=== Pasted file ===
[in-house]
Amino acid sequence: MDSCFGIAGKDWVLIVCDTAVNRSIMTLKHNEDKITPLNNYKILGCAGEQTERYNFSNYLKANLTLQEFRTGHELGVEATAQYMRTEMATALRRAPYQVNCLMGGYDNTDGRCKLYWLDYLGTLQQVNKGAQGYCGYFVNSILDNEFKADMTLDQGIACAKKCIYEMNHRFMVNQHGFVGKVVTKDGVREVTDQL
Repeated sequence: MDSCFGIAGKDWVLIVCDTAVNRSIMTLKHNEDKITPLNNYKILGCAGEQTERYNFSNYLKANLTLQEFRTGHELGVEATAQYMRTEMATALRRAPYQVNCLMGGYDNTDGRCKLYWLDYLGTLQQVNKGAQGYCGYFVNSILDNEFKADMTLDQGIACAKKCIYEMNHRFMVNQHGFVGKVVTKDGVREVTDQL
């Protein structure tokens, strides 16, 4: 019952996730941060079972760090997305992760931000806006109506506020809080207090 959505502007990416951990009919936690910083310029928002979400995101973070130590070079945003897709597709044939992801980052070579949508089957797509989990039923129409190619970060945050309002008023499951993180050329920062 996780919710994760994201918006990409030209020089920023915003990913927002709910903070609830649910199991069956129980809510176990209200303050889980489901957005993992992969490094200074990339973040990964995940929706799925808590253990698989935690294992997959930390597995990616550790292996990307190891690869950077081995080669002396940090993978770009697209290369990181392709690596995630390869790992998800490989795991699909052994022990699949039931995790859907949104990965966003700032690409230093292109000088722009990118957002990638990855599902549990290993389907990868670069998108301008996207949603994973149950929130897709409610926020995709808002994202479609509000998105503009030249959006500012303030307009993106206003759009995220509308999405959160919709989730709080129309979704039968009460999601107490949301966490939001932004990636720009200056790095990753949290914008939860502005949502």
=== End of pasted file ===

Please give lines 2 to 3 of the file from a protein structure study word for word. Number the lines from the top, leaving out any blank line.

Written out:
Amino acid sequence: MDSCFGIAGKDWVLIVCDTAVNRSIMTLKHNEDKITPLNNYKILGCAGEQTERYNFSNYLKANLTLQEFRTGHELGVEATAQYMRTEMATALRRAPYQVNCLMGGYDNTDGRCKLYWLDYLGTLQQVNKGAQGYCGYFVNSILDNEFKADMTLDQGIACAKKCIYEMNHRFMVNQHGFVGKVVTKDGVREVTDQL
Repeated sequence: MDSCFGIAGKDWVLIVCDTAVNRSIMTLKHNEDKITPLNNYKILGCAGEQTERYNFSNYLKANLTLQEFRTGHELGVEATAQYMRTEMATALRRAPYQVNCLMGGYDNTDGRCKLYWLDYLGTLQQVNKGAQGYCGYFVNSILDNEFKADMTLDQGIACAKKCIYEMNHRFMVNQHGFVGKVVTKDGVREVTDQL